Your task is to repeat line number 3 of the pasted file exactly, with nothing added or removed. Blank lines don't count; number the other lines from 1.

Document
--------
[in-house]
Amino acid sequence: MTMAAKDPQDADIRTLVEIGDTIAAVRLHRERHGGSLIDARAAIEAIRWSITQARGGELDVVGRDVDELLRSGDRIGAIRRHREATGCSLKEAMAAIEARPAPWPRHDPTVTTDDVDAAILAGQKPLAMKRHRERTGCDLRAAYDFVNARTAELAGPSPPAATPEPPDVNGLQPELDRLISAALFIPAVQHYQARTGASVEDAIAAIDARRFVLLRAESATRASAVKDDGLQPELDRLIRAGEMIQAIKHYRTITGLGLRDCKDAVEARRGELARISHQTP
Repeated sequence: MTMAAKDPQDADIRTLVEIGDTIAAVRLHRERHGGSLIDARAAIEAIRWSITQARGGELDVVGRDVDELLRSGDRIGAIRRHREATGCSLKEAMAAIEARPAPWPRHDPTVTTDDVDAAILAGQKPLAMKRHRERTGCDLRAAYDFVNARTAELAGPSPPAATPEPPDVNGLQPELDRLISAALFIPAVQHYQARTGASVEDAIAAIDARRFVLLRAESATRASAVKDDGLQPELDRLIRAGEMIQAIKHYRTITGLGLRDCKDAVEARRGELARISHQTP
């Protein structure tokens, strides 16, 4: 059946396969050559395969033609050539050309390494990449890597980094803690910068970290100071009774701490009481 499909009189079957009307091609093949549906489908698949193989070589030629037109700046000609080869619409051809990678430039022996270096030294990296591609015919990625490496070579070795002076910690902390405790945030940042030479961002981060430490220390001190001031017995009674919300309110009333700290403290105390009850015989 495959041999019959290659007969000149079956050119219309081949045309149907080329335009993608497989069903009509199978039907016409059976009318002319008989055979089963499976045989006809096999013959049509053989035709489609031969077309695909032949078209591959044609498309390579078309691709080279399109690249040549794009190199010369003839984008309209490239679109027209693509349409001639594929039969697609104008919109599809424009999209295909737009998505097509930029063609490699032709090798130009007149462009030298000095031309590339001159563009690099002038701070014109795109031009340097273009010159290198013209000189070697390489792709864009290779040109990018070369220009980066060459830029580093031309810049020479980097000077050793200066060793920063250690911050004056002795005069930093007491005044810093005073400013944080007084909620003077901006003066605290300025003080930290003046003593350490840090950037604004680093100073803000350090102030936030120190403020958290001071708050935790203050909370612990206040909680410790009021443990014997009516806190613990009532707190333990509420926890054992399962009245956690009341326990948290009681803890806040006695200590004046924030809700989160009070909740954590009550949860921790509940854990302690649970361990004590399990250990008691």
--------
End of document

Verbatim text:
Repeated sequence: MTMAAKDPQDADIRTLVEIGDTIAAVRLHRERHGGSLIDARAAIEAIRWSITQARGGELDVVGRDVDELLRSGDRIGAIRRHREATGCSLKEAMAAIEARPAPWPRHDPTVTTDDVDAAILAGQKPLAMKRHRERTGCDLRAAYDFVNARTAELAGPSPPAATPEPPDVNGLQPELDRLISAALFIPAVQHYQARTGASVEDAIAAIDARRFVLLRAESATRASAVKDDGLQPELDRLIRAGEMIQAIKHYRTITGLGLRDCKDAVEARRGELARISHQTP